Mária PAKUCS (Nicolae Iorga Institute of History, Bucharest): Transit Trade and Intercontinental Trade in East Central Europe in the Late Middle Ages
Balázs NAGY (CEU and Eötvös Loránd University, Budapest): A Region of Prosperity: Economic Interactions in East Central Europe in the Later Middle Ages

12:00-13:00 – Lunch break
Bookfair, Venue: Laptop Area of 9 Nádor u., Budapest

Session 3, Chair: József Laszlovszky
Martin BAUCH (German Historical Institute, Rome): Environmental Crisis and its Impact on Medieval Societies in Eastern Central Europe and Italy from the Thirteenth to the Fifteenth Century
Péter SZABÓ (Botanical Institute, Czech Academy of Sciences, Brno): Royal Forests in East Central Europe: Merovingian Ideas and Local Realities
Magdolna SZILÁGYI (CEU, Budapest): Roads in a Liminal Zone: Trade and Travel across the Borders of Medieval Hungary

Session 4 (Poster Session), Chair: Judith Rasson
Teodora ARTIMON (CEU, Budapest): Stephen the Great of Moldavia: a Marginalized Prince?
Dženan DAUTOVIĆ (University of Sarajevo): The Bosnian Medieval State – Western or Eastern Model?
Annamária ÉRSEK (Université Paris Sorbonne): Mid-fourteenth-century Crypto-portraits: East Central Europe as Center of Production
János INCZE (CEU, Budapest): War Financing in East Central Europe. The Pledges of Sigismund of Luxemburg in Hungary
Márta KONDOR (CEU, Budapest): Sigismund of Luxembourg: from Prague to Znojmo across the Whole of Europe
Piotr Dawid KOŁPAK (Jagiellonian University, Krakow): The Characteristics of Saint Patrons of the Polish Kingdom in Medieval Latin Europe
Wojciech KOZLOWSKI (CEU, Budapest): A Dynastic Triangle: Poland, Bohemia and Hungary in the Late Thirteenth Century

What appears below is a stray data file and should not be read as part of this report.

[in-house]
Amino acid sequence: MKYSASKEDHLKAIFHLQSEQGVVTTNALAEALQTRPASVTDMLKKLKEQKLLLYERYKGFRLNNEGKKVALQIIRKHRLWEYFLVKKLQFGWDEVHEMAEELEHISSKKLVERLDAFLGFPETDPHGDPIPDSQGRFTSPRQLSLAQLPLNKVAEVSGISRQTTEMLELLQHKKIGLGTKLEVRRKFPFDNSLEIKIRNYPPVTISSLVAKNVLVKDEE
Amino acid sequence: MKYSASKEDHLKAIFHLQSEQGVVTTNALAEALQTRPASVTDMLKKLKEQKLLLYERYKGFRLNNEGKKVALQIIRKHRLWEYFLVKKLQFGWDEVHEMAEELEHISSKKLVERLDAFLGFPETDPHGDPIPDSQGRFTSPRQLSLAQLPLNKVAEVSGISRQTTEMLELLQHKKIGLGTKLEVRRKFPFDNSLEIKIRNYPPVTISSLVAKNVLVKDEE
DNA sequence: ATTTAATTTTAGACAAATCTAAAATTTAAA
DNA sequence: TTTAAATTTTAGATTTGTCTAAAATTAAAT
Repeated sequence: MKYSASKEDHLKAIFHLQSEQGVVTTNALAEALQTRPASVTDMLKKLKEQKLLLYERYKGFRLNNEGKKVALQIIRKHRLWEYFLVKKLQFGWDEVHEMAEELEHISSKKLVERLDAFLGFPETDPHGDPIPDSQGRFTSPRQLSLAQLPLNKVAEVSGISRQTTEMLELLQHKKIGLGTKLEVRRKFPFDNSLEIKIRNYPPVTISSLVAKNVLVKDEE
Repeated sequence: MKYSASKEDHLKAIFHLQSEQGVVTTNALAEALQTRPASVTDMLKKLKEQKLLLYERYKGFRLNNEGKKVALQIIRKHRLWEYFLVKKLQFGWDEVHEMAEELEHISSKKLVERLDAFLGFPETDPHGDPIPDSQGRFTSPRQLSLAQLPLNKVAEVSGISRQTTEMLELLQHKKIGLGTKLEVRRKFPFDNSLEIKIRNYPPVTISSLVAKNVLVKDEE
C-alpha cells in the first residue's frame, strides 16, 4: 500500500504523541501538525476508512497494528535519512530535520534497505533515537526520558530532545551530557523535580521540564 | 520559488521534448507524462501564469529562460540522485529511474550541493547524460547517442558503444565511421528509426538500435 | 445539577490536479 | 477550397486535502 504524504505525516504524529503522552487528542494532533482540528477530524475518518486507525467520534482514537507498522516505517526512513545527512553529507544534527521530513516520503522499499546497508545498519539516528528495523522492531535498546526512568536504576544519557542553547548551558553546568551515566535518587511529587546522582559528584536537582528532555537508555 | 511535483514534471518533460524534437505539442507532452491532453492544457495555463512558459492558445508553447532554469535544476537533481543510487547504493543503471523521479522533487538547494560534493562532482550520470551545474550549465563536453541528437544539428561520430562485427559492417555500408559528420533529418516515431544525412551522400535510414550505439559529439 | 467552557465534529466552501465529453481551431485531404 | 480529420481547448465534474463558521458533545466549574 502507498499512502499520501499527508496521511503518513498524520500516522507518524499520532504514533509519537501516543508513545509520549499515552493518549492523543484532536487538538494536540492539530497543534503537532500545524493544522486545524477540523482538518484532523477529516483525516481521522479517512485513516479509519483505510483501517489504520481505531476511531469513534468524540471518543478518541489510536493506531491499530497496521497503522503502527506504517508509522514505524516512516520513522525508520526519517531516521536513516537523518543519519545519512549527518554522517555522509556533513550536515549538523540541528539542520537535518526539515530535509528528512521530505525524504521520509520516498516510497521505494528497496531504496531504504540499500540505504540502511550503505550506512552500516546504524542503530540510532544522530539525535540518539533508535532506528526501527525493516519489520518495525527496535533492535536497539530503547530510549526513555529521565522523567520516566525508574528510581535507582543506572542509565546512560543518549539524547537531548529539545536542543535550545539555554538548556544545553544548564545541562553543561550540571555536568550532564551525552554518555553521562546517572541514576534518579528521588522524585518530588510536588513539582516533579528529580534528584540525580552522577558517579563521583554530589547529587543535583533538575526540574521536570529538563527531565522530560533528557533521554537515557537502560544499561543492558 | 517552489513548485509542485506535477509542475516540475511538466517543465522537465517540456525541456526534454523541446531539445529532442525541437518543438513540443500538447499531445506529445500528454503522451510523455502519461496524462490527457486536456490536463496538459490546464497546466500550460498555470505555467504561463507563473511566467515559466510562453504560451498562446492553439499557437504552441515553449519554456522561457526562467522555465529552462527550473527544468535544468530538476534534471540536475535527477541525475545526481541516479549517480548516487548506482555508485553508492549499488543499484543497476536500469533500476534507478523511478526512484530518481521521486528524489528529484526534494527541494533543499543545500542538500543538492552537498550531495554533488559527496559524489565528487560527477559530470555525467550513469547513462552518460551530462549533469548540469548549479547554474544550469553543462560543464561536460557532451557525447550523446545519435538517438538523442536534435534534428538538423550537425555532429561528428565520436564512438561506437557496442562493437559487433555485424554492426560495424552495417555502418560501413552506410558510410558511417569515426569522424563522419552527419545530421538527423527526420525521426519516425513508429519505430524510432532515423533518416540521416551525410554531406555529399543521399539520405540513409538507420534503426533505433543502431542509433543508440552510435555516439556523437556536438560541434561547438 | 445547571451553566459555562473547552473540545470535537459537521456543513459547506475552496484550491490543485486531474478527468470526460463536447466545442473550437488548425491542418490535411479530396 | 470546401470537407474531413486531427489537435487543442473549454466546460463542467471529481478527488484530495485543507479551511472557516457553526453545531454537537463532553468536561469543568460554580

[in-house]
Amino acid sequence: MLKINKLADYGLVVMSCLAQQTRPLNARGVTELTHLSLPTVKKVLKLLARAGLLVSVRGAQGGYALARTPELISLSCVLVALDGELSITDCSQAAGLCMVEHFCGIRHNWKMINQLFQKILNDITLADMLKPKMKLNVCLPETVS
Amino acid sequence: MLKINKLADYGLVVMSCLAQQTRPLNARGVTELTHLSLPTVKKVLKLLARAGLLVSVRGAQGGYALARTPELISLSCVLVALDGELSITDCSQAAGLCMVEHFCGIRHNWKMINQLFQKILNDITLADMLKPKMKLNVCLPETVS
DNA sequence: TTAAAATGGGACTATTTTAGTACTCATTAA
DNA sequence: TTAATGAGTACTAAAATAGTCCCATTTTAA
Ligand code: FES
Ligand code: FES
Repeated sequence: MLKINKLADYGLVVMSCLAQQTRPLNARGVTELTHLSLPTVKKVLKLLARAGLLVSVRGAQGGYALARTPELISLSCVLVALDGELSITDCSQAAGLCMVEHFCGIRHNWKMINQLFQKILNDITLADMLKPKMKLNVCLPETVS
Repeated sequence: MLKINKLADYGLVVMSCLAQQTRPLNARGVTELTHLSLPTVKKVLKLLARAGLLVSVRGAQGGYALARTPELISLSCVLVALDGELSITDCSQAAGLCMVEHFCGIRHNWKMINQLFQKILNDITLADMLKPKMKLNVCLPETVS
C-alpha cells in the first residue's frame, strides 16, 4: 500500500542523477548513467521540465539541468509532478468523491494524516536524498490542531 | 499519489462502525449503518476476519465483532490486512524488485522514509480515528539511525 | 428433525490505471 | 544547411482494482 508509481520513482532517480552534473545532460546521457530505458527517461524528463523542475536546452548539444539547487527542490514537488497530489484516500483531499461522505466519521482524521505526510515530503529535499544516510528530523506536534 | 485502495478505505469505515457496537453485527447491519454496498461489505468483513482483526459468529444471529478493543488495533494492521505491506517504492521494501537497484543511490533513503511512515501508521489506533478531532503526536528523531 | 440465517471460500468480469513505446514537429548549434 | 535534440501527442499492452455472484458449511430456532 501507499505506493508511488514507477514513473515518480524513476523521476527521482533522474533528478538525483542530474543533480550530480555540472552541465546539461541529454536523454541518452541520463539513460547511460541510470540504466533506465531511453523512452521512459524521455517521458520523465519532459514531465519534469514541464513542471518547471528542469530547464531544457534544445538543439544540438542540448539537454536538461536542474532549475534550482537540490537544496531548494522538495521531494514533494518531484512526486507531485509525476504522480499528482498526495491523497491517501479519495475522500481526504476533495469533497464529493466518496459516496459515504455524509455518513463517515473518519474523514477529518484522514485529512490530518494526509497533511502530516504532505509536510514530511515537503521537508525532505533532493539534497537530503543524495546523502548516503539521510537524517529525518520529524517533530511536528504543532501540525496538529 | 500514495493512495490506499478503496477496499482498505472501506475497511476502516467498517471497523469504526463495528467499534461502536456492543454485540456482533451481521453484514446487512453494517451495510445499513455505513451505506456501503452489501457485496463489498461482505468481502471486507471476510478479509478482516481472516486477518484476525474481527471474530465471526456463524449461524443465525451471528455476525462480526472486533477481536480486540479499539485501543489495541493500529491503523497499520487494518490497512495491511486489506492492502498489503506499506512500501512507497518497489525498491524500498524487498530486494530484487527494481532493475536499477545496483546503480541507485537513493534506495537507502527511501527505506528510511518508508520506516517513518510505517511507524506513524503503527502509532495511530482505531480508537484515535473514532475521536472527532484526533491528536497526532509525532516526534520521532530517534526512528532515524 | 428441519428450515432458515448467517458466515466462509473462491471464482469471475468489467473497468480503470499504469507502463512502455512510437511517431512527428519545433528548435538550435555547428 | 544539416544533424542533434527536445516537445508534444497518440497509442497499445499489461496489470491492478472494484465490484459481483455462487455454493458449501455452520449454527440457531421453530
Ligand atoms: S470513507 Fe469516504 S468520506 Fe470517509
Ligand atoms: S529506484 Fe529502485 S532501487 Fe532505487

Andrej MAGDIČ (Institute for the Protection of Cultural Heritage of Slovenia, Maribor): Ptuj from the Ninth to the Eleventh Century – The Town between East and West

Judit MAJOROSSY (Ferenczy Múzeum, Szentendre): Community and Individuality: The Socio-Topography of Butchers in Medieval Urban Space

Christopher MIELKE (CEU, Budapest): Archaeology and Queenship: Gendered power in the Material Record
Ardian MUHAJ (University of Lisbon): When the “Peripheries” Take over the Role of the Centre
Elena SUFF (State Pedagogical University, Chisinau): The Moldo-German Chronicle: A History of Stephen the Great for Occidental Eyes

15:30-16:00 – Coffee
Session 5
Roundtable headed by Daniel ZIEMANN (CEU, Budapest): The Question of Identities
16:00-18:00: Part I – Historical and Archaeological Approaches
Jiří MACHÁČEK (Masaryk University, Brno): “Too Far Away” – the Archaeology of Early Medieval Society in East-Central Europe. The Case of Great Moravia
Trpimir VEDRIŠ (University of Zagreb): Was Croatia Ever Part of the Carolingian Empire?
Sergiu MUSTEATA (Ion Creanga Sate University, Chisinau): The Carpathian-Danube Regions from the Eighth to the Tenth Century